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Gender Issues In Ancient Greece

anne brannen
Gender Issues in ?Antigone?
One of the most devastating problems for the Classical Greeks was the women’s
issue. Women in Classical Greece were not citizens, held no property, and
indeed were not even allowed out of the house except under guard. Their
differed from that of the slaves of Greece only in name. This alone, however
was not a problem — the problem was that the Greeks knew, in their hearts,
that this was wrong. Indeed, their playwrights harangued them about it from
the stage of Athens continually. All of the great Grecian playwrights —
Sophocles, Euripedes, Aristophenes — dealt with the women’s issue. All of
argued, in their various ways, that the women of Greece were not nearly as
incapable and weak as the culture believed them to be. All of them created
female characters of strength and intelligence. But in ?Antigone,? the
discussion reached its peak. Antigone herself, as she stands upon the Grecian
stage, represents the highest ideals of human life — courage and respect for
the gods. A woman, she is nevertheless the exemplum for her society.

But how are we to know this? Does the author let the audience know that
it is
Antigone herself, not Creon, the ?noble-eyed imperator? (453), who is to be
believed? It is almost inconceivable that the audience would be meant to
ignore Creon’s apparently skillful arguments, for he appears to represent all
that the Athenian should strive for. He stands for obedience to the State.

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Surely it is his voice we should obey.
Sophocles does let us know where the truth lies, and he does this, amazingly,
partly through his characterization of Creon. Though Creon seemingly says
intelligent things, there are clues that he is not to be trusted. One
would be
his discussion of incest with Ismene. Torn between her duty to God and her
to the State, Ismene, in the third act, has run to Creon, planning to tell him
of Antigone’s actions in the graveyard: ?O, not for me the dusty hair of
/ But let us now unto the palace go? (465), she cries. But Creon, ignoring
supposedly important information she has to tell — he has, after all, emptied
the Theban coffers, spending money on his advanced spy network in search of
miscreant — asks her, instead, to come home with him. ?How long, O Princess,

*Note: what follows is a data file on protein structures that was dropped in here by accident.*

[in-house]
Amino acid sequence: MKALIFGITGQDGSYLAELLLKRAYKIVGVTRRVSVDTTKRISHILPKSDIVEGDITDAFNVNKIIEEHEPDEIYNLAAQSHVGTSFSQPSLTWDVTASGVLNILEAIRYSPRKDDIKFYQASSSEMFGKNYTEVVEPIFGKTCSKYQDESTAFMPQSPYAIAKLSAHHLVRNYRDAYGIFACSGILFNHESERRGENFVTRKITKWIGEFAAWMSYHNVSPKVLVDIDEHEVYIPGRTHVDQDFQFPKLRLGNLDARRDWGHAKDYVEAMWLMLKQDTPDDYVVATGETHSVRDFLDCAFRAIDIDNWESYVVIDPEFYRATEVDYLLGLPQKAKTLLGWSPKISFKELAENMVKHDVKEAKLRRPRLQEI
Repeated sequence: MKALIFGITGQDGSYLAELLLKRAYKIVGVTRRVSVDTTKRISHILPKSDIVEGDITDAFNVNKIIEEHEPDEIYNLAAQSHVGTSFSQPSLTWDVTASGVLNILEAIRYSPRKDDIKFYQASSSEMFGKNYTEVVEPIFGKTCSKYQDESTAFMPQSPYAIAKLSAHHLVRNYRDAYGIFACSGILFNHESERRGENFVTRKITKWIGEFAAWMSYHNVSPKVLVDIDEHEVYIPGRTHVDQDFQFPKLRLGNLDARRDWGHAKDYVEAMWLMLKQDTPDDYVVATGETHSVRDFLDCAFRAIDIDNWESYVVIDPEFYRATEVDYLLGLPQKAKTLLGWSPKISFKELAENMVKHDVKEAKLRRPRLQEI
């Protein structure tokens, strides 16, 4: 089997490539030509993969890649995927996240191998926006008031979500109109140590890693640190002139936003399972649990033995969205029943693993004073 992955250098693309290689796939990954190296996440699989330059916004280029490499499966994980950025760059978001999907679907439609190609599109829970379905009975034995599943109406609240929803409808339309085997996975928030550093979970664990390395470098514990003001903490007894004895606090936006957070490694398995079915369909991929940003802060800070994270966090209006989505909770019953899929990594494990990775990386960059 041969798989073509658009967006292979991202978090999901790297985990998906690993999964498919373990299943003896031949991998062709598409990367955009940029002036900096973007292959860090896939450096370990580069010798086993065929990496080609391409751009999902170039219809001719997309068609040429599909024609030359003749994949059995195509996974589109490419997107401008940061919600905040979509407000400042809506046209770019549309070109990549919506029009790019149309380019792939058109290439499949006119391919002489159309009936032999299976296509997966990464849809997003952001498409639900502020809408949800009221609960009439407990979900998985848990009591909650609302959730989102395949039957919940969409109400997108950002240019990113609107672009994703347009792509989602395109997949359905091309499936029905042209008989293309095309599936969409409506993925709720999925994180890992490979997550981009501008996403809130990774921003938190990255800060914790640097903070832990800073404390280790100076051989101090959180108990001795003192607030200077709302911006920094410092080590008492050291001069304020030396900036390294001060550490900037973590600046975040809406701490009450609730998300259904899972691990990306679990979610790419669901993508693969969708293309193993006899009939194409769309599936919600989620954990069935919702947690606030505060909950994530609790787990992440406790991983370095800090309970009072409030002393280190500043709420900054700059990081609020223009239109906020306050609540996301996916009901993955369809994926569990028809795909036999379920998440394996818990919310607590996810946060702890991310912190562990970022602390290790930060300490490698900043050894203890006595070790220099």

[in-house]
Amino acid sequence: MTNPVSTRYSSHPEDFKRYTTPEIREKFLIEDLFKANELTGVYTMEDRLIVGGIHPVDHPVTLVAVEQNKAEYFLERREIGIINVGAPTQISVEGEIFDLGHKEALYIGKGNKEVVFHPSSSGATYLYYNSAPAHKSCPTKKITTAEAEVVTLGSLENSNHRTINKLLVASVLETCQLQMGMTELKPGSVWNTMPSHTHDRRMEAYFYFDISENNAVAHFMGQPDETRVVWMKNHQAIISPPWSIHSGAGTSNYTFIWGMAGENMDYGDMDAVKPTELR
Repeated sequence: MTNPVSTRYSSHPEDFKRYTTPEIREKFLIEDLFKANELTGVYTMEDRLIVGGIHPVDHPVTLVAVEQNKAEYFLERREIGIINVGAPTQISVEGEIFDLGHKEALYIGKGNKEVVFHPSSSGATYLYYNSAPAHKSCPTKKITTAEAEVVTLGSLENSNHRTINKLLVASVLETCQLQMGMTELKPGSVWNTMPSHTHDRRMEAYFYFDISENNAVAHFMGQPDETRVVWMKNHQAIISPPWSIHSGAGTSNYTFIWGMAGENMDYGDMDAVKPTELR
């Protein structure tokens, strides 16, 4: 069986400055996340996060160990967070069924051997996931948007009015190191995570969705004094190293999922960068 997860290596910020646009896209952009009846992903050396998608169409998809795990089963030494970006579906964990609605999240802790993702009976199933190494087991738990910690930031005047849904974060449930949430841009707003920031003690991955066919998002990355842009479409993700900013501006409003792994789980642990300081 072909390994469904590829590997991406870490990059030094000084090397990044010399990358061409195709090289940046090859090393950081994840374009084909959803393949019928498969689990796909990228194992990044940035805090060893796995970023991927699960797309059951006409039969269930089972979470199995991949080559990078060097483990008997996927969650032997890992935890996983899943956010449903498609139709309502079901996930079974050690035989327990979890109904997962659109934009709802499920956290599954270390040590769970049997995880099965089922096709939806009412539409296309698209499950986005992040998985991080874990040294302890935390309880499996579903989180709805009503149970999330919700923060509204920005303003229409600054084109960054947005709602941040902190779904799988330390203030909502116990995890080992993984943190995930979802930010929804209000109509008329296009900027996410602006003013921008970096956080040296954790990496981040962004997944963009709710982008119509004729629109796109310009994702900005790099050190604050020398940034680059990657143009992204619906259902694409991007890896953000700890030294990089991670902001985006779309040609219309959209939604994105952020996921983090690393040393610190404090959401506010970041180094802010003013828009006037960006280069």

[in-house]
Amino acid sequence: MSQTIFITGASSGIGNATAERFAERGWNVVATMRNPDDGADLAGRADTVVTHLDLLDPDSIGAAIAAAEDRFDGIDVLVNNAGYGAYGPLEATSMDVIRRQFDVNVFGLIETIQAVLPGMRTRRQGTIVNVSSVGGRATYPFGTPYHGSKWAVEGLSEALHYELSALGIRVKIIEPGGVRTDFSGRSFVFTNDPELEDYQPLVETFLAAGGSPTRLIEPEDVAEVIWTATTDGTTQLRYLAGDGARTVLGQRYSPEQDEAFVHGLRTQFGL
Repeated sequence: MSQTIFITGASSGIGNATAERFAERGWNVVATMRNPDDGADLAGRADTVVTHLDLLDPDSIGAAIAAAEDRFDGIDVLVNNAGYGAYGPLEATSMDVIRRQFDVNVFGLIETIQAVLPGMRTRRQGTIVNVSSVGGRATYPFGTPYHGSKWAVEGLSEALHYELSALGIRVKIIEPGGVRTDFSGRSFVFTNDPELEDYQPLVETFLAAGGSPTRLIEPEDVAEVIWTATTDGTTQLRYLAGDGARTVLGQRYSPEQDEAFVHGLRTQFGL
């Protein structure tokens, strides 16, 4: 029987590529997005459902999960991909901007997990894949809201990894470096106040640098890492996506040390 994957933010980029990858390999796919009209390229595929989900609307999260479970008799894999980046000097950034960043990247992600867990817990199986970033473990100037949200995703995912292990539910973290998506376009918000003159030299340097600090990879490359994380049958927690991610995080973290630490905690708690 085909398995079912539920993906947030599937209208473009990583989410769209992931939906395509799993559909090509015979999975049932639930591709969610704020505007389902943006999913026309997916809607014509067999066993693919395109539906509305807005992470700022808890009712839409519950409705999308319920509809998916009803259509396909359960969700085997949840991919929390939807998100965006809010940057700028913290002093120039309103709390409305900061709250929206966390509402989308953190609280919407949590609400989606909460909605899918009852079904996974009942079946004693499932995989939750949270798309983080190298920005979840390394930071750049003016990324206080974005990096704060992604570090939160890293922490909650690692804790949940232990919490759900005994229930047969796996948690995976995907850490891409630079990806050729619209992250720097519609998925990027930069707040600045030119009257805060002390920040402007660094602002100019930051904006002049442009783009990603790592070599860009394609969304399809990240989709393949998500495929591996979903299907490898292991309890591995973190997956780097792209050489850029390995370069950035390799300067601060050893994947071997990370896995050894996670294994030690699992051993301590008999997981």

O! How long!? he states, suggesting a time for their next meeting: ?Upon the
hour of noon, or / Not upon the hour of six.? To such a pass has the doomed
line of Oedipus come. It is clearly his fault that Ismene throws herself into
the sea outside Thrace.

Of course, it is Ismene’s suicide that is the springboard for the rest of the
action. She has shown herself to be all that the Athenian society desires her
to be: obedient, pretty, sweet-tempered, and dead — but it is not enough.
Obedience has gotten the state nowhere, and women nowhere, and outside the
walls of the city, the dead are still being buried at alarmingly fast rates,
quicker, almost, than Creon can dig them up.

Antigone solves the whole problem. Though she is, indeed, like Ismene, both
pretty and dead at the end, she nevertheless provides a clear example of what
women can do when they are trusted with power, rather than kept at home. For
it is her newly formed women’s rights group, based on the Lysistratan model,
which creates the only solution to the Theban problem. Though Antigone
is dead by the time the group comes up with their stunningly simple plan,
it it
her legacy which informs the decision. ?Not upon the dead nor yet / Upon the
living base thy worth? (521), the Theban women cry, and upon their creation of
a new burial ground, neither within the city, nor without, but within the
of the city itself, they alone stop the civil war which threatens Thebes.
Their ingenious solution provides a liminal space for the disgraced family of
the late king, Oedipus. And the final scene, wherein the entire family joins
Antigone, buried within the walls of Thebes, creates a physical metaphor of
bonding and solidity. The traitor brother Polynices, the depressed sister
Ismene, the political firebrand Antigone, joined with their uncle Creon and
their hot-tempered cousin and his mother, all are together at last in harmony,
united in the purpose of the defense of their beloved city against the Spartan
onslaught, a sort of spiritual and physical mortar to the defensive structure.

It is no wonder that Antigone, the prize winner of the Athenian festival in
which it was performed, captured not only the prize but also the hearts of the
Athenians. Clearly, they recognized themselves in the stage city of Thebes,
and recognized as well the importance of the message of the play, and its
relevance to their own situation. And indeed, had it not been for the
which followed the production of the play, in which the Athenian women were
liberated from their near-slave status, Athens would most probably have lost
the war with Sparta. Only the newly liberated women of Athens, bedecked with
citizen status, womanning the walls of Athens, kept the Spartans out, in the
last battle of the war, in a stirring reproduction of the end scene of
this time with live, rather than dead, defenders. The play provides us with a
useful example of the importance of literature to society, and an important
message for our own time.


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